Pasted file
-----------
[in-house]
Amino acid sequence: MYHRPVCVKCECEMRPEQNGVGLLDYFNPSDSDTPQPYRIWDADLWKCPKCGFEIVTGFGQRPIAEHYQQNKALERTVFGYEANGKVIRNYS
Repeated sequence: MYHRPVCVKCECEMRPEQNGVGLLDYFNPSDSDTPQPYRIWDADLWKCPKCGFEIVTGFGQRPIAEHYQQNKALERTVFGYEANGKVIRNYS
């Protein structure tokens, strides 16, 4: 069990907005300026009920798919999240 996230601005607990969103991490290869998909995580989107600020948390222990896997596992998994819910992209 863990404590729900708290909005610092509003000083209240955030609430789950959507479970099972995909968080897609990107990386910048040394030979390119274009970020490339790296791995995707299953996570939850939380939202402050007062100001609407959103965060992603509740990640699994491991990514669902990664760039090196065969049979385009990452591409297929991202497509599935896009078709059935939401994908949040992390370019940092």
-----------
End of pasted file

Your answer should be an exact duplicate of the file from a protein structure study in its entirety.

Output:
[in-house]
Amino acid sequence: MYHRPVCVKCECEMRPEQNGVGLLDYFNPSDSDTPQPYRIWDADLWKCPKCGFEIVTGFGQRPIAEHYQQNKALERTVFGYEANGKVIRNYS
Repeated sequence: MYHRPVCVKCECEMRPEQNGVGLLDYFNPSDSDTPQPYRIWDADLWKCPKCGFEIVTGFGQRPIAEHYQQNKALERTVFGYEANGKVIRNYS
């Protein structure tokens, strides 16, 4: 069990907005300026009920798919999240 996230601005607990969103991490290869998909995580989107600020948390222990896997596992998994819910992209 863990404590729900708290909005610092509003000083209240955030609430789950959507479970099972995909968080897609990107990386910048040394030979390119274009970020490339790296791995995707299953996570939850939380939202402050007062100001609407959103965060992603509740990640699994491991990514669902990664760039090196065969049979385009990452591409297929991202497509599935896009078709059935939401994908949040992390370019940092």